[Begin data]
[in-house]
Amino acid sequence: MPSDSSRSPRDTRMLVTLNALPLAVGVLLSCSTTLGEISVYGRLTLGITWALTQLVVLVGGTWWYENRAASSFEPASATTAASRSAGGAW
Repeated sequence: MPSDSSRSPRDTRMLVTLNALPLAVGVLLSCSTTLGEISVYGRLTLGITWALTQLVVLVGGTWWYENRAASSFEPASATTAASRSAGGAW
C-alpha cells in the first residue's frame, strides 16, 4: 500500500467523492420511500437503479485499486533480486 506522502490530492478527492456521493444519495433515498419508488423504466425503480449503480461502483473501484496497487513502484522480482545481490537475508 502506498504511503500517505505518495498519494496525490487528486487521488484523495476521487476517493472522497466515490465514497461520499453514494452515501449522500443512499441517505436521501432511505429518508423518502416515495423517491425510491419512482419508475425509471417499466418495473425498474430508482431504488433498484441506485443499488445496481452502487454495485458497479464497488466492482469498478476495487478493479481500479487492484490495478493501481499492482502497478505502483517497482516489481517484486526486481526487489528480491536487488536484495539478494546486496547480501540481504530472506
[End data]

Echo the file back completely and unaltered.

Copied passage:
[in-house]
Amino acid sequence: MPSDSSRSPRDTRMLVTLNALPLAVGVLLSCSTTLGEISVYGRLTLGITWALTQLVVLVGGTWWYENRAASSFEPASATTAASRSAGGAW
Repeated sequence: MPSDSSRSPRDTRMLVTLNALPLAVGVLLSCSTTLGEISVYGRLTLGITWALTQLVVLVGGTWWYENRAASSFEPASATTAASRSAGGAW
C-alpha cells in the first residue's frame, strides 16, 4: 500500500467523492420511500437503479485499486533480486 506522502490530492478527492456521493444519495433515498419508488423504466425503480449503480461502483473501484496497487513502484522480482545481490537475508 502506498504511503500517505505518495498519494496525490487528486487521488484523495476521487476517493472522497466515490465514497461520499453514494452515501449522500443512499441517505436521501432511505429518508423518502416515495423517491425510491419512482419508475425509471417499466418495473425498474430508482431504488433498484441506485443499488445496481452502487454495485458497479464497488466492482469498478476495487478493479481500479487492484490495478493501481499492482502497478505502483517497482516489481517484486526486481526487489528480491536487488536484495539478494546486496547480501540481504530472506